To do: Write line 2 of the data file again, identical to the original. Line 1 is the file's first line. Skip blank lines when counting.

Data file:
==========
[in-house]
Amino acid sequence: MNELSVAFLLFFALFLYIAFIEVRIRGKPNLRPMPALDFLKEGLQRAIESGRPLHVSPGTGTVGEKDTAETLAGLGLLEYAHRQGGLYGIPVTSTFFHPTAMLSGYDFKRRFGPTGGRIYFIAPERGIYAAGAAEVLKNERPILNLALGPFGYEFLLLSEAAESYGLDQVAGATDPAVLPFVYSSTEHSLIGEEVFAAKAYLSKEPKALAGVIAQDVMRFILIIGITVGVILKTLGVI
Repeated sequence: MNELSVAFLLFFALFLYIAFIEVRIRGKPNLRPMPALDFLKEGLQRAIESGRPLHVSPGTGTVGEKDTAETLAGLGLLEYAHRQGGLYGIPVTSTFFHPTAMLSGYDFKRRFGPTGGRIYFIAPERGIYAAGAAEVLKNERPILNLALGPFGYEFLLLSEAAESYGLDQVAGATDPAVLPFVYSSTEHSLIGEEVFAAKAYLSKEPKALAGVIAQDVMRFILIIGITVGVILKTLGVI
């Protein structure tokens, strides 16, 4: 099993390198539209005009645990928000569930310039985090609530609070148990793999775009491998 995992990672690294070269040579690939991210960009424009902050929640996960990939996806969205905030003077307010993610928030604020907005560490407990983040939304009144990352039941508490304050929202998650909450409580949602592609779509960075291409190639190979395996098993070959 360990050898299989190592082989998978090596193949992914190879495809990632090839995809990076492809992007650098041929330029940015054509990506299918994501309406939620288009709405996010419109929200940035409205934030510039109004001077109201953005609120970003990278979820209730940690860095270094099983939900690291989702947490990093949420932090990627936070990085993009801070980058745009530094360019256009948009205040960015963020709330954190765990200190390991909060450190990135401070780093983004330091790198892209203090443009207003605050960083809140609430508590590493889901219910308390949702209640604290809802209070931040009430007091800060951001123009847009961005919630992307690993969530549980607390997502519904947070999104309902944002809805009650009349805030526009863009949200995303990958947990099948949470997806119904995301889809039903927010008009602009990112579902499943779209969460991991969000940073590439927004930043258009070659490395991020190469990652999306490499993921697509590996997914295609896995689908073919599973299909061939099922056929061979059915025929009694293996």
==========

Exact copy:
Amino acid sequence: MNELSVAFLLFFALFLYIAFIEVRIRGKPNLRPMPALDFLKEGLQRAIESGRPLHVSPGTGTVGEKDTAETLAGLGLLEYAHRQGGLYGIPVTSTFFHPTAMLSGYDFKRRFGPTGGRIYFIAPERGIYAAGAAEVLKNERPILNLALGPFGYEFLLLSEAAESYGLDQVAGATDPAVLPFVYSSTEHSLIGEEVFAAKAYLSKEPKALAGVIAQDVMRFILIIGITVGVILKTLGVI